I’m a third-generation Armenian living in diaspora because my ancestors were forced to flee in 1915 during the Armenian Genocide. Although my generation didn’t directly witness the Genocide, we carry the pain of it. We carry the pain of our ancestors who were massacred and the pain of being deprived of living on our land that is rightfully ours.
In the years since the Genocide, Armenians have learned to live and prosper in a diaspora, away from home, but never, not even for a minute, giving up on that hope that we will one day go back home. Albeit home (historical Armenia) is not “reachable” at the moment, the republics of Armenia and Artsakh are.
I was fortunate enough to visit Armenia and Artsakh several times. On my last visit in September 2019, I was in Stepanakert, Artsakh, presenting my book Armenian Diasporan Lives: As I Saw Them at the National University of Artsakh. I also had the privilege of meeting the Minister of Foreign Affairs with whom I shared my love for the land. I enjoyed the beautiful country and my fellow Armenians living in Artsakh. Armenians have an incredible passion for their land and for the Armenian identity. The landscape is so beautiful and the people even more so. One year on, and I am still in awe of its beauty. It is truly life changing. For some context on Artsakh and the war that took place, here’s a little history of the region:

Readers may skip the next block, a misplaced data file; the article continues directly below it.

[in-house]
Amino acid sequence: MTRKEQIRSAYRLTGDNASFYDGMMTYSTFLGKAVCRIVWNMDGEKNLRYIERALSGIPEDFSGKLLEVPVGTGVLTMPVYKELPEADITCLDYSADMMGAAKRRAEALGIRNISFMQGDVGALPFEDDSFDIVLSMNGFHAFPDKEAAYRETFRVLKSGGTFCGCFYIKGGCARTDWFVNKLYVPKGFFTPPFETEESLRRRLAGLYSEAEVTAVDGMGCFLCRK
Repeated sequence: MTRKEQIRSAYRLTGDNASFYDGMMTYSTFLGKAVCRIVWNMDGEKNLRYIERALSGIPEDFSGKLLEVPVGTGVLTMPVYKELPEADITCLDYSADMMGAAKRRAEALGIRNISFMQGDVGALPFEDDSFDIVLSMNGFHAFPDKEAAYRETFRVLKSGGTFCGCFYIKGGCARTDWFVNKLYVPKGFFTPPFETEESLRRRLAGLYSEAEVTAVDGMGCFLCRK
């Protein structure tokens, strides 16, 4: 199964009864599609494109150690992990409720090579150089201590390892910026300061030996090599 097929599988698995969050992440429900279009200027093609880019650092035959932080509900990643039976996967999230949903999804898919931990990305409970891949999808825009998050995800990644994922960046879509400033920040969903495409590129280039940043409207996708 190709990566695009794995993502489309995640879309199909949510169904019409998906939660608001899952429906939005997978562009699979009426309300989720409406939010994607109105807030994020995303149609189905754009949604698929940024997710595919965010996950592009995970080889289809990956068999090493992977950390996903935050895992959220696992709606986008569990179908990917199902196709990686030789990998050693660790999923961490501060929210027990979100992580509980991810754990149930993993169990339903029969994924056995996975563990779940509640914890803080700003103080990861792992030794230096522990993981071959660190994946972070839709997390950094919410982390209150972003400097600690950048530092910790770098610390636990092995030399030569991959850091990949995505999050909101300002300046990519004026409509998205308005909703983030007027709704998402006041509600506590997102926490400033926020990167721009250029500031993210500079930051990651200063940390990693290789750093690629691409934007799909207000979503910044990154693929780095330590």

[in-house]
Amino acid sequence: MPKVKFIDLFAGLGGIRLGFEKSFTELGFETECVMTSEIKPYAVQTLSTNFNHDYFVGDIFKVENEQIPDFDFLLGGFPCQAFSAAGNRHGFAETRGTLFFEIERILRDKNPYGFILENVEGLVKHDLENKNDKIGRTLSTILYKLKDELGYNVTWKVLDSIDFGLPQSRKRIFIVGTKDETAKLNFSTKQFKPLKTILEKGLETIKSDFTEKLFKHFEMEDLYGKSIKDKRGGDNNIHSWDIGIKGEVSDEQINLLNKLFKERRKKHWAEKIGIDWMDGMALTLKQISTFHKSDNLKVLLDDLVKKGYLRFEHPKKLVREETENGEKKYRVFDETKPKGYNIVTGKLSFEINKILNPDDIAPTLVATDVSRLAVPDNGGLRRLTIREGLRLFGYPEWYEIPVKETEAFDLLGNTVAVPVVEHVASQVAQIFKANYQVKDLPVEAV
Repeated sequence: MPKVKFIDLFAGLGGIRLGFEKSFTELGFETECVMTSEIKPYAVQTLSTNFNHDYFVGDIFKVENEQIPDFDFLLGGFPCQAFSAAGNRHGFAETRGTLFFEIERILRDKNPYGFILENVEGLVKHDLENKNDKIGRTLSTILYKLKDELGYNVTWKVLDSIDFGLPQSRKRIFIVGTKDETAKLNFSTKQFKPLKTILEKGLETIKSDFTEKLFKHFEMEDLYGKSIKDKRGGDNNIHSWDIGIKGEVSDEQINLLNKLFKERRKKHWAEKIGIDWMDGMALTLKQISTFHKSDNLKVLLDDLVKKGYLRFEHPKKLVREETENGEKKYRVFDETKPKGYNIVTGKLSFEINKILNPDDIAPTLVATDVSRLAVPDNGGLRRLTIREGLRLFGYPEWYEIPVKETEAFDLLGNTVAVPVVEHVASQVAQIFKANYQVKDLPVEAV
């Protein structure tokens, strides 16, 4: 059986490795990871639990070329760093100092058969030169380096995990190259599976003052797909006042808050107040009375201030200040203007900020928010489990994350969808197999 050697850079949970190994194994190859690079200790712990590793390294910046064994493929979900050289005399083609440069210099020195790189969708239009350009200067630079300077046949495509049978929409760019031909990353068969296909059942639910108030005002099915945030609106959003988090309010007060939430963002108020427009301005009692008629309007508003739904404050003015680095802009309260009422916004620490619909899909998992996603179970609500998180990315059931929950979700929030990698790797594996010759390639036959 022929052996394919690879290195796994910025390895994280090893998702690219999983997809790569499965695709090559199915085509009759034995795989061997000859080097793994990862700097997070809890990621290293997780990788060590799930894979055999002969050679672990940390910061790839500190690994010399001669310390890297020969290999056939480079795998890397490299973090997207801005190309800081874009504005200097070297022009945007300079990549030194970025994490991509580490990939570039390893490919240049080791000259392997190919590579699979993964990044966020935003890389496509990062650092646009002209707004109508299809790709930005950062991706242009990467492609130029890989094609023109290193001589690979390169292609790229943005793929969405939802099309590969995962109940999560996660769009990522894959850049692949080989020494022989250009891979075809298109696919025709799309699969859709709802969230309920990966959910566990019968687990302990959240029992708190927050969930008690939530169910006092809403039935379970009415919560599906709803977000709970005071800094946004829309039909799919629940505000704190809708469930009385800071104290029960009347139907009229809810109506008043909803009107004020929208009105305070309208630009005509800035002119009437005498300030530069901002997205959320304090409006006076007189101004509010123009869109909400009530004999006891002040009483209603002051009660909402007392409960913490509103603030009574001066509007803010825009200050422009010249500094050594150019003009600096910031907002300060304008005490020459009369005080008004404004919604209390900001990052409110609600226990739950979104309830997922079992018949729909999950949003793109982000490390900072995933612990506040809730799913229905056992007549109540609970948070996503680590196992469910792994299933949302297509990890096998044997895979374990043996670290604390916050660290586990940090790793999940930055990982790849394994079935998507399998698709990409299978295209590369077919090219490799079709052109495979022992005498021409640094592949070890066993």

The Republic of Artsakh or Nagorno Karapagh is a de facto independent state and shares borders with Armenia, Iran, and Azerbaijan. Artsakh is considered to be the second Armenian Republic. The capital of Artsakh is Stepanakert and is the largest city of the Artsakh Republic. It is the cultural, educational, and economic center of the region. Stepanakert is located on the eastern slopes of Karapagh’s mountain chain, at the left bank of the Vararakn River. The capital was originally named after this river but was later renamed in honor of Bolshevik politician and revolutionary Stephan Shahumian.
Stepanakert is a modern city with wide, clean streets, new builds, and nice parks. The predominantly Armenian-populated region (99.7%) of Nagorno-Karapagh was claimed by both the Azerbaijan Democratic Republic and the First Republic of Armenia when both countries became independent in 1918 after the fall of the Russian Empire, and a brief war over the region broke out in 1920. The dispute was largely shelved after the Soviet Union established control over the area and created the Nagorno-Karapagh Autonomous Oblast (NKAO) within the Azerbaijan SSR in 1923.